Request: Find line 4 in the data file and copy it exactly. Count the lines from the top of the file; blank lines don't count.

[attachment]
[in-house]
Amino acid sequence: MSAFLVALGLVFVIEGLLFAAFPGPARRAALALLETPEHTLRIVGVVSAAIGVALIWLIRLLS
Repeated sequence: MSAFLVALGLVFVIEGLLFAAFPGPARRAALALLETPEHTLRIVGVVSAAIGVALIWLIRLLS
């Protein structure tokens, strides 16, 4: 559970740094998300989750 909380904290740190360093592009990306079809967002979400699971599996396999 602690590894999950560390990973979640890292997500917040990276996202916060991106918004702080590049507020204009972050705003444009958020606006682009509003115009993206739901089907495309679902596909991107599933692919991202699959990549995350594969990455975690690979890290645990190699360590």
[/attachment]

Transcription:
């Protein structure tokens, strides 16, 4: 559970740094998300989750 909380904290740190360093592009990306079809967002979400699971599996396999 602690590894999950560390990973979640890292997500917040990276996202916060991106918004702080590049507020204009972050705003444009958020606006682009509003115009993206739901089907495309679902596909991107599933692919991202699959990549995350594969990455975690690979890290645990190699360590």